Newly formed Shelf Drilling stakes claim in shallow-water markets

Posted on 09 January 2013

The GSF Parameswara jackup, which can drill in up to 300-ft water depths, is operating offshore Indonesia. It is one of 38 rigs Shelf Drilling acquired from Transocean in November 2012.

The GSF Parameswara jackup, which can drill in up to 300-ft water depths, is operating offshore Indonesia. It is one of 38 rigs Shelf Drilling acquired from Transocean in November 2012.

By Katherine Scott, associate editor

Although a good portion of the E&P industry has set its sights on deepwater as the next frontier, David Mullen, Shelf Drilling CEO, points out that shallow water still accounts for 70% of today’s offshore production and notes that his company has no plans to divert focus away from jackup operations. “Shelf Drilling is not going to start building deepwater rigs. We’re not going to start acquiring floaters. We want to focus on jackup operations. We want to build an organization that is fit for purpose,” Mr Mullen said. The company was established in September 2012 upon reaching a definitive agreement with Transocean to acquire 37 independent cantilever jackups and one swamp barge for approximately US $1.05 billion. The deal officially closed on 30 November 2012.

“Immediately upon closing, we took over operations of seven rigs; four in Egypt and three in Indonesia,” Mr Mullen said. “We are in a very prominent position; we have a market-leading position with a dedicated focus on shallow-water drilling jackup operations. We are the third-largest fleet of independent cantilever jackups in the world. The next question is, how are we going to make this a better business than what it is today?”

Of the 37 cantilever jackups, four are operating in Nigeria, one in Gabon and one in Angola, which is “a pretty good footprint in West Africa,” Mr Mullen said. In the Middle East, the company has five rigs operating in Saudi Arabia, four rigs operating in Egypt with another one stacked, and two stacked rigs in the UAE. In Southeast Asia, four rigs are operating in Thailand, one in Vietnam, two in Malaysia with two others stacked, and three rigs operating in Indonesia, with plans to add a fourth in the coming months. There are also six rigs operating in India.

“In today’s market, we see opportunities to work all of these rigs. Our first priority is to reactivate our stacked fleet,” Mr Mullen said. “Later, we’ll look at growing through newbuilds,” which he said the company would start in the next 18 months to two years.

In particular, Mr Mullen believes there will be opportunities to improve on current jackup designs. “We’re going to build something that doesn’t exist today. We will start by looking at the ways in which jackups are inefficient.” For instance, he said, current jackups are not very mobile, making the moving process weather-dependent and problematic. “We see that there’s a way to re-engineer and create new benefits. That’s why I would like to have 18 months before we order newbuilds because we want to build something that’s going to enhance the rest of the market.”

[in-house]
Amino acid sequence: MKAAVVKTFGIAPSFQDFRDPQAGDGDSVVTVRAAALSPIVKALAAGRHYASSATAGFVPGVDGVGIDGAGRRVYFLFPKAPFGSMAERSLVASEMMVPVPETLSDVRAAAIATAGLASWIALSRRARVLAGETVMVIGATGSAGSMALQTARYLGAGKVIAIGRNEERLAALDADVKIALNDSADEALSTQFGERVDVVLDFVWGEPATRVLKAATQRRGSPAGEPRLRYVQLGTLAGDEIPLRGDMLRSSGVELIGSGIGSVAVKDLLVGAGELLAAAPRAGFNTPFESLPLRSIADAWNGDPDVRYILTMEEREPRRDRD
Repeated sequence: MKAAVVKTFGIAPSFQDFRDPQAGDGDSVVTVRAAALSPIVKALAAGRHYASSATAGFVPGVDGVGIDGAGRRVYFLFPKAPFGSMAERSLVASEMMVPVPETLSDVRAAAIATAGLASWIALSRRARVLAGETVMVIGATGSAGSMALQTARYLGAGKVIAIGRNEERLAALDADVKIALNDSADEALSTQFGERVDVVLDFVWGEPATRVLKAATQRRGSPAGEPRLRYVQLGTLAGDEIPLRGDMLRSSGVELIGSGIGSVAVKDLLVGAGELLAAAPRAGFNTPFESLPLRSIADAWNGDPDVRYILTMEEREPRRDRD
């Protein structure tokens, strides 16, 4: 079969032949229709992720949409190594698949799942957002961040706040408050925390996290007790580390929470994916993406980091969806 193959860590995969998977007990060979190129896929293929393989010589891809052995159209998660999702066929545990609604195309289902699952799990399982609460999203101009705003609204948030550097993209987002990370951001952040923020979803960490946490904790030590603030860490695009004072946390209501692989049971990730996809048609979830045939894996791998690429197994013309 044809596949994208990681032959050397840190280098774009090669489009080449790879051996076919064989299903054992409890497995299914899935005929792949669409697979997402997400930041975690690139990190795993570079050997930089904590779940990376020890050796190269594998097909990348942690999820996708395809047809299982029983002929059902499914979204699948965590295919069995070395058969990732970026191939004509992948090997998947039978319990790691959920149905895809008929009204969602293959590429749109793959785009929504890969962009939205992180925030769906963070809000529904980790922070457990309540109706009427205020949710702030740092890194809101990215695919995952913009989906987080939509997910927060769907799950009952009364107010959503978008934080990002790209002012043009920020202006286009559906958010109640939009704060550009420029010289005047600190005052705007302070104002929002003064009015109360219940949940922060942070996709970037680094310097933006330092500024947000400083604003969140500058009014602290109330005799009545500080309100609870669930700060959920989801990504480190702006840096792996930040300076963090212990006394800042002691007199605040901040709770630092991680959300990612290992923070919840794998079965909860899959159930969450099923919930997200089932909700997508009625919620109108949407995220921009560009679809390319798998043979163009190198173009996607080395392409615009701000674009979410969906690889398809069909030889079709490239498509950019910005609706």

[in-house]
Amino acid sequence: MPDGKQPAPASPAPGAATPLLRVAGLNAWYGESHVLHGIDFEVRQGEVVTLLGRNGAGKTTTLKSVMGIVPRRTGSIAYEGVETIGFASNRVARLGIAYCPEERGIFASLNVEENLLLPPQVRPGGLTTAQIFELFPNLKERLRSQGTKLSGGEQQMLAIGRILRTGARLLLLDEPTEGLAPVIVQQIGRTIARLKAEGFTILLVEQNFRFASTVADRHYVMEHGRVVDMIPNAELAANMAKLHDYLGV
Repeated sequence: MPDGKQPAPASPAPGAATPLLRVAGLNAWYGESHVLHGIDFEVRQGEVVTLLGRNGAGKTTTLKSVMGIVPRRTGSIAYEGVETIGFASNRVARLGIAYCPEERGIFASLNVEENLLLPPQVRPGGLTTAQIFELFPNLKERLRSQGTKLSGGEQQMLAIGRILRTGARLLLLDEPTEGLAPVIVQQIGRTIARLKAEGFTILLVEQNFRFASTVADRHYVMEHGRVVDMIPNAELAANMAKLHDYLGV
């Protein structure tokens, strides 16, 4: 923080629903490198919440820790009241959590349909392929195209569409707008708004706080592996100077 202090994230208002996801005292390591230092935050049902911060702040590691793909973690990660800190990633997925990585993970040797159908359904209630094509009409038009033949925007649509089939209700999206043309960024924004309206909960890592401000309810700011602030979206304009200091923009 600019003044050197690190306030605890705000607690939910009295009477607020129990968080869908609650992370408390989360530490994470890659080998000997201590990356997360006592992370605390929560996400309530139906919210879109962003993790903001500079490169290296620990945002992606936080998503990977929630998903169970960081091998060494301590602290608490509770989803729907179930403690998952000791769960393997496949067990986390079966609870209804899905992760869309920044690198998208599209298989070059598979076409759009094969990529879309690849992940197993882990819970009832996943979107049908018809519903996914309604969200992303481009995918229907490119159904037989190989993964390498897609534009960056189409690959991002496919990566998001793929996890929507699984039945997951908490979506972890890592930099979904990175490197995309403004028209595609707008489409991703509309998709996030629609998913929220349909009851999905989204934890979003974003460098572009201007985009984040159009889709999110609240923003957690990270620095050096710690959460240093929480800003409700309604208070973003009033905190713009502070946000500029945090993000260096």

Market-wise, Mr Mullen said he sees tremendous growth potential in West Africa, Southeast Asia and the Middle East. “Mexico is also a very big market, but to put one asset working in Mexico when we have such a concentration of assets in the Middle East, West Africa and Southeast Asia wouldn’t make economic sense,” he said. “It serves to keep the focus on these markets rather than spread ourselves too thin.” Further, he said that most of the company’s customers are interested in longer contracts, allowing Shelf Drilling the opportunity to keep their rigs working for the same operator. “We see a very strong correlation between operating efficiency and enhanced performance when we have operations for the same customer over a long period of time.”

Although these markets all have certain challenges, Mr Mullen acknowledged, sometimes they become a differentiator between companies and “that it’s all a matter of knowing how to navigate them.” For example, he said, a number of international companies are exiting Nigeria shallow water. “But we have no intention to exit. We see that market as a very strong market. In Nigeria, and in Egypt, we employ a very strong local content, and I think that’s really what helps more than anything else.”

Mr Mullen is also confident that the jackup market is not overbuilt, noting that much of the newbuild supply is being directed toward either high-spec markets such as the North Sea and Norway or markets where Shelf Drilling does not participate, such as China and Iran. “The amount of rigs that are going to compete with our fleet are relatively few, and we certainly see incremental demand more than offsetting incremental supply. I believe that the market in the jackup sector will remain strong for some time to come. We see this as a very attractive time to be entering the business.”

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